The reality that we are all aging can be made quite real as our loved ones come to need structured help to maintain independence. Exactly where that threshold of independence gives way to a need for more structured support is different for every individual, but there are a few questions you can ask yourself when interacting with loved ones who may need support:
1. Is there memory loss?
The fact is, forgetfulness is a part of life and even advanced memory loss can be normal in the aging process; it can even be a side effect of certain medications. But ongoing, pervasive memory loss more closely associated with the onset of Alzheimer’s Disease and dementia involves the loss of old skills and knowledge. Be on the lookout for more abnormal impairment such as getting lost in familiar places, or not remembering people they once knew. If you are concerned that memory loss is more serious, schedule an evaluation.
2. How’s the household?
When visiting loved ones, note the appearance and upkeep of the house. Decreasing home condition can be a sign that upkeep is becoming too much. From lawn care to lightbulbs, groceries to gardening and everything in between, the business of running a home is often one of the first things to slip as our loved ones age. Take problematic chores off their plate by hiring lawn care services and cleaners, and note whether a reduction in workload frees them to accomplish the rest.
3. Are daily routines of hygiene, weight or activities changing?
Just as the household duties can begin to overcome aging loved ones, so too can personal habits and routines. You should note whether daily routines like tooth brushing, bathing and grooming are being managed. Other routines to monitor are changes in times a person arises or goes to sleep which can indicate depression or failing health.
Weight should also be evaluated and monitored. When aging loved ones lose weight, it can be a sign that they are having difficulty cooking or remembering to eat, or could be related to an underlying health concern.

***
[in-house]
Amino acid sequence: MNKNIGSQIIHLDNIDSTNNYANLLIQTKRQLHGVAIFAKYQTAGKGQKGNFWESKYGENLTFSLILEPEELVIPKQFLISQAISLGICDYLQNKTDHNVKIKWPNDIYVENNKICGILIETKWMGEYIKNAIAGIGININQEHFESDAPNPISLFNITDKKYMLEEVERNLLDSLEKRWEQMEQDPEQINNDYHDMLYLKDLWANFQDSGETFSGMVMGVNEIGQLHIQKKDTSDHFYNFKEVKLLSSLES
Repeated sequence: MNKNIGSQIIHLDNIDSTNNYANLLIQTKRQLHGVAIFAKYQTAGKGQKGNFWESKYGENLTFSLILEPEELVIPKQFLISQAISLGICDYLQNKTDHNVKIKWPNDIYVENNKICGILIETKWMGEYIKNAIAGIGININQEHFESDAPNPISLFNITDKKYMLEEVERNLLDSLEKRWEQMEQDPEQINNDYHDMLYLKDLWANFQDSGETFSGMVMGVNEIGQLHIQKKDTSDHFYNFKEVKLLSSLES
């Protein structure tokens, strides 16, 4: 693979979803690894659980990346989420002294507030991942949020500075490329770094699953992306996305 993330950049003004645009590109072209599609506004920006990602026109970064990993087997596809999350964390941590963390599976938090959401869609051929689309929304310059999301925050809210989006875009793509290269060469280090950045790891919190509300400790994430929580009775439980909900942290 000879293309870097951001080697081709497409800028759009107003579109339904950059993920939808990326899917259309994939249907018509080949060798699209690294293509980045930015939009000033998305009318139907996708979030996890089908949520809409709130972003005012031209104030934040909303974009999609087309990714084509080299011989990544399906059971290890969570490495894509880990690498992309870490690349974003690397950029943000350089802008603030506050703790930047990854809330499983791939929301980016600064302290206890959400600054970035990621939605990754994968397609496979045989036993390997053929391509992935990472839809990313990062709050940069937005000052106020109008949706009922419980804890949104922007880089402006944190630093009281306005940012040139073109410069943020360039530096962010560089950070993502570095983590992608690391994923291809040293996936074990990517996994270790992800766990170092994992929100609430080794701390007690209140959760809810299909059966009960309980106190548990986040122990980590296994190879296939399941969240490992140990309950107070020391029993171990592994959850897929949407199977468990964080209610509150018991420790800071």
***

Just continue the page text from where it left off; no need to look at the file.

Failure to maintain appropriate hygiene, daily functional activities and weight can be signs of dementia, depression and other serious medical concerns. If you are concerned about the changes in personal habits or weight investigate the cause and seek medical evaluation for a more in depth review.4. Is safety an issue?
Whether at home or on the road, aging can present dangers. Are your loved ones able to navigate the terrain inside and outside their home environment? Are the stairs or changes in levels safe to ascend and descend? Mobility can be increasingly challenging as loved ones age, and even getting around the house can become a difficult endeavor, and the injuries sustained from falling are a significant cause of disability and even death for seniors.
Beyond mobility, interfacing with the home appliances can present dangers. Note whether your loved ones continue to operate their stovetop, oven, dryer and electrical equipment with safe practices.
A common place where safety and health are concerned is in medication dosages and frequencies. Failure to take the right drugs prescribed at the right times can lead to hospitalizations and changes in condition quickly. Make sure that your loved one has a good system for monitoring their medication usage and that it is easy to use.
On the road, concerns with vision, reaction time and confusion can be deadly. Evaluate your loved one’s continued ability to drive, and consider van or driving services where necessary.
5. Are your loved ones happy?
Changes in mood, outlook and activity can be precursors to more serious issues. Pay attention to their level of activity, social interaction and maintenance of hobbies and interests. Ask your loved ones directly how they are feeling, and note that depression can be a common and treatable symptom of aging.
If one or more of these questions present a challenge for your loved one, contact your doctor and CaraVita Home Care today.